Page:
Frozen on the Beach

Weathering Texas’ Big Breeze on the Beach in Bolivar Peninsula Near Galveston

It was quite by an accident that I ended up weathering the worst winter storm to hit Texas in some 100 years. I was camping on the Bolivar Peninsula right by the ocean. It is very close to Galveston. The storm and sub freezing temperatures were supposed to last just one night, but ended up quite a bit longer. The beach is called Bolivar Flats and it offers dry dispersed camping for a nominal one time fee. There were 8-10 RV’s spaced out on the 1 mile long beach.

A travel trailer on a beach in the snow
A travel trailer and other campers along the beach weathering the snow, ice and sleet on the ground, Bolivar Peninsula, Texas

Before the storm, a constant parade of ships were going in and out in the channel between Bolivar Peninsula and Galveston Island. I assume that this is an entryway to the Houston Ship Channel and route to Port Houston, one of the busiest seaports in the world. Once the storm started, the vessels I could see, all stopped. Only 2 ships stayed off the coast, probably waiting for the storm to pass. The two ships moved very little during the storm, they just changed their orientation as the storm progressed.

Dark clouds overhead and ship at sea
A break in the storm with dark clouds overhead and ships at sea.
Two ships at sea, ice on the beach
Ships at sea at sunset, viewed from a flat shoreline with ice on the sand with a high rise building in the background, Bolivar Flats, Texas

Ice was dropping from the sky as freezing rain and also forming on the beach as the tide went out leaving ripples of ice on the beach. The temperatures were in the teens for several days.

My Airstream trailer is not very well insulated, so some of the ice melted and refroze again creating interesting icicles on the outside of the trailer.

Ripples of ice on the beach left by the receding tide
As the tide receded it left ripples of frozen ocean water on the beach

Finally the clouds broke, the sun came out, and we had a beautiful sunset, but it was still cold enough for the snow and ice to stay. In fact, that night got even colder. The water froze in the trailer and I was concerned that the pipes would burst if I couldn’t move the trailer to a warmer location.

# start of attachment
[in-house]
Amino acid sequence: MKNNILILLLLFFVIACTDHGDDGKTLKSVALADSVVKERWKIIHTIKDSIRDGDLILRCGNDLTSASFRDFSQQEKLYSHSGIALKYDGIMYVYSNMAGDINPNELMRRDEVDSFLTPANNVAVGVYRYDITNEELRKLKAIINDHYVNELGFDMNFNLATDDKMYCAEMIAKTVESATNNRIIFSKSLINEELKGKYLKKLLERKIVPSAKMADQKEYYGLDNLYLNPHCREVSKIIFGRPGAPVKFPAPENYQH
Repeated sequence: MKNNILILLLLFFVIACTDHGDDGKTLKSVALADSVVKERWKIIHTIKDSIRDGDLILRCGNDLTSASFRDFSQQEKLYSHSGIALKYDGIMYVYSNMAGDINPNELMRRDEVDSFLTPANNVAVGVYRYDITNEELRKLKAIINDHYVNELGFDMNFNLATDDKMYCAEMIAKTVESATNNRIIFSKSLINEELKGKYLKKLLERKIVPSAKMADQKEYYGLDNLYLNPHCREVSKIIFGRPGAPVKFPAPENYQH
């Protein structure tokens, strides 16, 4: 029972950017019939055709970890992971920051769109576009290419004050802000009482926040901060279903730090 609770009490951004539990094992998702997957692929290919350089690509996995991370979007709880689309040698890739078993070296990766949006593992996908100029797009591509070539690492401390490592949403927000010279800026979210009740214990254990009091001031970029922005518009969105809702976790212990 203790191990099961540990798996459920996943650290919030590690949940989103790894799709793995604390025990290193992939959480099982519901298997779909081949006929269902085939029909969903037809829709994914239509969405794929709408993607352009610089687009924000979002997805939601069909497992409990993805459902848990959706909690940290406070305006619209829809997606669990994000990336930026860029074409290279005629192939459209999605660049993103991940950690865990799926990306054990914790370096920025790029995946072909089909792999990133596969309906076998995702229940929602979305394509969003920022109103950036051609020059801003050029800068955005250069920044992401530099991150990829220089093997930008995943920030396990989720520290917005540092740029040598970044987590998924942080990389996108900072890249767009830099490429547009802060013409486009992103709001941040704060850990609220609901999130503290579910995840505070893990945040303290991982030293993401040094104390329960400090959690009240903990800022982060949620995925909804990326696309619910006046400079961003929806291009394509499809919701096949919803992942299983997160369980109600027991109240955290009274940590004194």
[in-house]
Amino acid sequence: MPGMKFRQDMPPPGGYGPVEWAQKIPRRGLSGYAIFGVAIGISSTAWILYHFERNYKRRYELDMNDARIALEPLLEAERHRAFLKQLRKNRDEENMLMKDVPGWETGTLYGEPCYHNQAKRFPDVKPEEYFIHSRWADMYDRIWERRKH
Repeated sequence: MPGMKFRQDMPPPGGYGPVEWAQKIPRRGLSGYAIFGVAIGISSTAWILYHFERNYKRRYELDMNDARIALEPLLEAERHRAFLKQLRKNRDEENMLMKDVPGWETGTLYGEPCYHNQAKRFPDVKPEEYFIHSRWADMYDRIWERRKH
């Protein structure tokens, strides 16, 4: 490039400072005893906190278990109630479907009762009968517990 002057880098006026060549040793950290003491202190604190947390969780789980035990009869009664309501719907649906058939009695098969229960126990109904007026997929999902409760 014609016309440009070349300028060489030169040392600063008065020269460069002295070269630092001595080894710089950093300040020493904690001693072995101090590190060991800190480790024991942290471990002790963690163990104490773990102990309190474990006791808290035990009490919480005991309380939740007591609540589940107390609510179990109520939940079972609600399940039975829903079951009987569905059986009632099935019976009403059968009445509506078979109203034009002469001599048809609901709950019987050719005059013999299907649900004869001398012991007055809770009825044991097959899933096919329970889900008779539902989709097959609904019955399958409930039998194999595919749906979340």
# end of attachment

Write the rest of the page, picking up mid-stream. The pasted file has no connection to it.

It was so cold that I used much more propane to heat the trailer than I had anticipated. I was beginning to run low on supplies, most importantly, running low on propane. Propane was especially important to prevent the trailer from freezing because electricity wasn’t an option on the beach or in the nearby area.

Icicles on a travel trailer
Icicles hanging from the window of my travel trailer
A travel trailer reflecting the sunlight
My travel trailer reflecting the sun light at sunset

Heading West to Find Propane and Getting Caught Up in the Storm Again

The problem I ran into was that much of the areas around Houston, Texas was shutdown. They lost power and had no backup. Grocery stores, Walmart, and most significantly gas stations were closed. The few that remained operational were crowded. But I managed to get gas and food. Propane was a more difficult to obtain. I finally found a place were the pump had failed before the storm and not been operational during the storm. It had only been repaired a short time before I arrived. They were the only place I saw where one could get propane that day. The woman pumping the propane was busy the entire time I was there. While they charged $1 extra for each gallon, nobody complained.

As I drove west on I-10, in search of warmer weather, the road was fairly empty. I needed to stay alert to icy conditions.

I stopped before nightfall in western Texas. At night, the storm caught up with me a second time. In the morning, I found a fine layer of snow had covered everything in white. I waited a few hours for the heavy trucks to pound the snow on the highway and leave dry traffic lanes before I started driving again in search of warm weather.

Snow on a truck and trailer
A thin layer of snow overnight decorated my trailer and the parking lot at the rest area

Water thawing and freezing on the wheels created these interesting star formations. If you look carefully you notice that the spikes all point in one direction. It was probably caused by the rotation of the wheel as the water froze in these icicle formation.

Icicles on a hubcap
Icicles in a circular formation formed by melt water freezing again during driving

When I got to El Paso, the temperatures were in the 70’s. It was a welcome summer in the middle of winter.


6 thoughts on “Frozen on the Beach

  1. kai M wiedman

    Crazy to have to go through that. I’m glad you’re okay. You do have a good story to tell though

  2. David Fogel

    The frozen icicles on the wheel looks extremely interesting. thanks for sharing your experience.

  3. admin Post author

    Thanks Kai, I am home now after a 2 1/2 months on the road. It was a fabulous trip

  4. admin Post author

    Thanks Bonnie, the only thing I miss hiking and my friends. I am trying to get back in shape quickly so I can join your hikes.

  5. Hailen Mak

    Love your trailer sunset photo and the “art work” on your wheel. It is quite an adventure, but you made it safely despite of all the hardship. Congratulations